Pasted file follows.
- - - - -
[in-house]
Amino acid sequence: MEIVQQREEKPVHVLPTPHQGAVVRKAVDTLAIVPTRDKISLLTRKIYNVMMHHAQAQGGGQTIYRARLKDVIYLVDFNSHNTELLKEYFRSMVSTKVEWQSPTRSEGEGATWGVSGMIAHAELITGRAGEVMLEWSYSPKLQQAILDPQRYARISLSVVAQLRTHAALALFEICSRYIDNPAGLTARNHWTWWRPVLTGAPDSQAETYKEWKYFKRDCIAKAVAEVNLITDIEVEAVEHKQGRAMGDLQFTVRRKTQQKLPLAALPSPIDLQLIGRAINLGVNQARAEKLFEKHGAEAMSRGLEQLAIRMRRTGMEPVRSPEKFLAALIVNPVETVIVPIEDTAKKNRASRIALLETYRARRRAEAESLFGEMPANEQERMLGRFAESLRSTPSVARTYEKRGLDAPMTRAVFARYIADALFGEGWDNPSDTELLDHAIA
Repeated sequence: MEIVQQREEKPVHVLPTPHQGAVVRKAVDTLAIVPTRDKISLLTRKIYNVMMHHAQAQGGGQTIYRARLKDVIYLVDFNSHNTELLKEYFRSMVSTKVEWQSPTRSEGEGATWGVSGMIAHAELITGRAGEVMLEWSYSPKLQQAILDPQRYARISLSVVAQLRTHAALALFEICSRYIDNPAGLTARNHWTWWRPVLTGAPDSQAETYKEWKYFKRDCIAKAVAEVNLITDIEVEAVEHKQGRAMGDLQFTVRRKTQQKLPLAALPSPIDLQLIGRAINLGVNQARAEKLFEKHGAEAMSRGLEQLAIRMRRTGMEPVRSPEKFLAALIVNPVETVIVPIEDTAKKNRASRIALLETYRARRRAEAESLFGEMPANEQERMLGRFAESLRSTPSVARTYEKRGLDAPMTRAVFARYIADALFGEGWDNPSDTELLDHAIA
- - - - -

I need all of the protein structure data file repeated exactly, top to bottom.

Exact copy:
[in-house]
Amino acid sequence: MEIVQQREEKPVHVLPTPHQGAVVRKAVDTLAIVPTRDKISLLTRKIYNVMMHHAQAQGGGQTIYRARLKDVIYLVDFNSHNTELLKEYFRSMVSTKVEWQSPTRSEGEGATWGVSGMIAHAELITGRAGEVMLEWSYSPKLQQAILDPQRYARISLSVVAQLRTHAALALFEICSRYIDNPAGLTARNHWTWWRPVLTGAPDSQAETYKEWKYFKRDCIAKAVAEVNLITDIEVEAVEHKQGRAMGDLQFTVRRKTQQKLPLAALPSPIDLQLIGRAINLGVNQARAEKLFEKHGAEAMSRGLEQLAIRMRRTGMEPVRSPEKFLAALIVNPVETVIVPIEDTAKKNRASRIALLETYRARRRAEAESLFGEMPANEQERMLGRFAESLRSTPSVARTYEKRGLDAPMTRAVFARYIADALFGEGWDNPSDTELLDHAIA
Repeated sequence: MEIVQQREEKPVHVLPTPHQGAVVRKAVDTLAIVPTRDKISLLTRKIYNVMMHHAQAQGGGQTIYRARLKDVIYLVDFNSHNTELLKEYFRSMVSTKVEWQSPTRSEGEGATWGVSGMIAHAELITGRAGEVMLEWSYSPKLQQAILDPQRYARISLSVVAQLRTHAALALFEICSRYIDNPAGLTARNHWTWWRPVLTGAPDSQAETYKEWKYFKRDCIAKAVAEVNLITDIEVEAVEHKQGRAMGDLQFTVRRKTQQKLPLAALPSPIDLQLIGRAINLGVNQARAEKLFEKHGAEAMSRGLEQLAIRMRRTGMEPVRSPEKFLAALIVNPVETVIVPIEDTAKKNRASRIALLETYRARRRAEAESLFGEMPANEQERMLGRFAESLRSTPSVARTYEKRGLDAPMTRAVFARYIADALFGEGWDNPSDTELLDHAIA